The growing visibility of Black Deaf signers — on TikTok, at Super Bowl 2021 and in a documentary screening nationwide — is also putting the spotlight on the work of a UC Davis linguist.
Professor Robert Bayley doesn’t consider himself a sign language specialist; as a sociolinguist, he studies language variation. But he has collaborated for 24 years with sign language experts at Gallaudet University in Washington, D.C., and other universities for the Deaf.*
Among their projects, they conducted a six-year study of Black American Sign Language that resulted in the book The Hidden Treasure of Black ASL: Its History and Structure. Published by Gallaudet University Press in 2011, The Hidden Treasure of Black ASL was released in paperback in May 2020.
A documentary, Signing Black in America, highlights their research. Part of a series on U.S. dialects, the 27-minute film began screening last year on public television stations, at community meetings and in college classes. Students in three courses at UC Davis viewed it earlier this month, followed by a Q&A session with Bayley and colleagues. Executive Producer Walt Wolfram and video producers Danica Cullinan and Neal Hutcheson at the Language and Life Project at NC State University in Raleigh, N.C., shared the film on YouTube in February in honor of Black History Month.
In studying the language of about 100 Black Deaf signers in six Southern states, Bayley and colleagues found that Black ASL is more aligned with early American Sign Language than the white counterpart. They attribute that difference to segregation and a longtime emphasis in white Deaf schools on oralism — teaching Deaf students to speak and lip-read more than sign.
“African American language is often disparaged — that this is somehow inferior,” Bayley said. “Here’s the startling thing: particularly among older Deaf Black signers, they have more standard language. It’s closer to what you would get in a sign language class.”
Expertise in research design, analysis
Bayley had little knowledge of sign language in 1997 when linguist Ceil Lucas invited him to Gallaudet University in Washington, D.C., to train her research assistants in statistical modeling methods. “I thought it would be a one-shot deal,” he said.
Soon after, Lucas asked him to help in designing research and helping with quantitative analysis of ASL variations in Massachusetts, Kansas, Missouri, California and Louisiana. Their work led to a book, Sociolinguistic Variation in American Sign Language (Gallaudet University Press, 2001), co-authored with Deaf linguist and poet Clayton Valli. Their research would be replicated in Italy, Australia, New Zealand and England. Two years later, a second book, What's Your Sign for PIZZA?: An Introduction to Variation in American Sign Language, summarized their findings for the Deaf community and the general public.
Their study included Black signers, and they soon had a chance to study them in more depth.
Lucas proposed the study of Black ASL in 2005, when Carolyn McCaskill became the second Deaf Black woman to earn a doctorate at Gallaudet (her sister was the first a year earlier). McCaskill, now on the faculty there, joined the research collaboration, followed soon after by Joseph Hill, another Gallaudet doctoral alumnus who now teaches at Rochester Institute of Technology’s National Technical Institute for the Deaf.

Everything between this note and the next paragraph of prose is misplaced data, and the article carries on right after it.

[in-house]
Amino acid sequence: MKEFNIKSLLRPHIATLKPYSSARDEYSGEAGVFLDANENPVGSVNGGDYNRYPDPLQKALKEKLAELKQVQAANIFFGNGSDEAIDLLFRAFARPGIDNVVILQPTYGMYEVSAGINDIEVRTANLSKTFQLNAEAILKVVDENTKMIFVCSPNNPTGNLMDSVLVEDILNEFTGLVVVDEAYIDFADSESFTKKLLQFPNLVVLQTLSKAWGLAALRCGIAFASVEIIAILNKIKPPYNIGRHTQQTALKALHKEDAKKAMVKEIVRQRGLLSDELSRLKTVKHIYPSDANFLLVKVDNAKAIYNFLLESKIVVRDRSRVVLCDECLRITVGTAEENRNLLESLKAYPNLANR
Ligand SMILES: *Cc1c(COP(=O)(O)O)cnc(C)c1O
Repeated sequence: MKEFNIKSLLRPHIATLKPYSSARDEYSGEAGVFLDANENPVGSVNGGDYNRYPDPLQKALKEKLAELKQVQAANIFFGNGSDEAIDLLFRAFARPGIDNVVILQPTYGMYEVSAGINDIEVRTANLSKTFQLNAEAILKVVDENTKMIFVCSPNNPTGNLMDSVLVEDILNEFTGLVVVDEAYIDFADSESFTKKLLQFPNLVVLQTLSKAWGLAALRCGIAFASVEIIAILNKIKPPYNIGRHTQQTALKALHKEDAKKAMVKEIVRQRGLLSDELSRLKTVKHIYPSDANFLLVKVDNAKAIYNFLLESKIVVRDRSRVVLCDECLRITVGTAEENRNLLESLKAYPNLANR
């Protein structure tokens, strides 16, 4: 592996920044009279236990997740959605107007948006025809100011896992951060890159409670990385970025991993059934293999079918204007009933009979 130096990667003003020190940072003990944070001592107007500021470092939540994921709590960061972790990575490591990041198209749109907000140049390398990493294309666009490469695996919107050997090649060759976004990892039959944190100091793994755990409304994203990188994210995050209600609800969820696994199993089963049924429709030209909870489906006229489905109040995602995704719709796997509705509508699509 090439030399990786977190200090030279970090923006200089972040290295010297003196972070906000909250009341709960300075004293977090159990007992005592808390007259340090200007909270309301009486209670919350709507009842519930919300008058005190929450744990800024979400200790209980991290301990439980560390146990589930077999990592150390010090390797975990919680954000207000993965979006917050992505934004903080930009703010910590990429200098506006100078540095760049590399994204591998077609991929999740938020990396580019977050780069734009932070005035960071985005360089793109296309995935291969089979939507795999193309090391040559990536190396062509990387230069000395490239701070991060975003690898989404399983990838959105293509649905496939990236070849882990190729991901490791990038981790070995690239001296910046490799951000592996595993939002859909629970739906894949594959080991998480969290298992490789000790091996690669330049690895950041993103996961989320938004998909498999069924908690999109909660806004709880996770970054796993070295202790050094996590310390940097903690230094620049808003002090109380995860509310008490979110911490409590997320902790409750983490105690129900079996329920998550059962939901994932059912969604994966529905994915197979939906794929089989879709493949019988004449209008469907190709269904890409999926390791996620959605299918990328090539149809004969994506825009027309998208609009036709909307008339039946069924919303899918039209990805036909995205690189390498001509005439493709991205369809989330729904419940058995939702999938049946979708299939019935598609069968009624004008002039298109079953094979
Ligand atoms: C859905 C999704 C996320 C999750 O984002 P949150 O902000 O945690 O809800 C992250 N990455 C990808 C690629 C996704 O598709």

Their research, funded by grants from the Spencer Foundation and the National Science Foundation, was the first of its kind. “People had talked about Black ASL,” Bayley said. “Nobody had really looked at it in detail.”
Their findings continue to gain attention with growing public awareness of Black ASL. Bayley and colleagues were cited in a recent article, “Black, Deaf and Extremely Online,” in The New York Times, about young Black signers celebrating their language on social media.
Bayley said he is pleased that his research has contributed to the growing pride of the Black Deaf community in their language.
He said such research highlights the importance of linguistic studies that show the “systematicity” of languages and dialects that are often disparaged — affecting perceptions of the people who use them.
“So attitudes about language, when you’re saying somebody’s language [is inferior], that’s an attitude not about the language, it’s an attitude about them,” he said. “If you say African American English is ignorant, you’re not saying the language is ignorant. You’re saying the people are.
“It’s kind of a linguistic prejudice,” said Bayley — one that affects hiring decisions, jury trial outcomes and more. “Those attitudes may affect people’s life chances.”
In other research, Bayley studies language variation in bilingual and second language populations.
He is currently working with alumna Kristen Kennedy Terry (Ph.D., French, ’12), a lecturer at Santa Clara University in Santa Clara, California, on a book on social network analysis for second language acquisition research. He is also editing a volume, “Needed Research on North American Dialects,” for the American Dialect Society (to be published by Duke University Press).
— Kathleen Holder, content strategist in the UC Davis College of Letters and Science
- *. Deaf is capitalized in this story to refer to people who are culturally Deaf, as distinguished from “deaf” to describe their audiological status.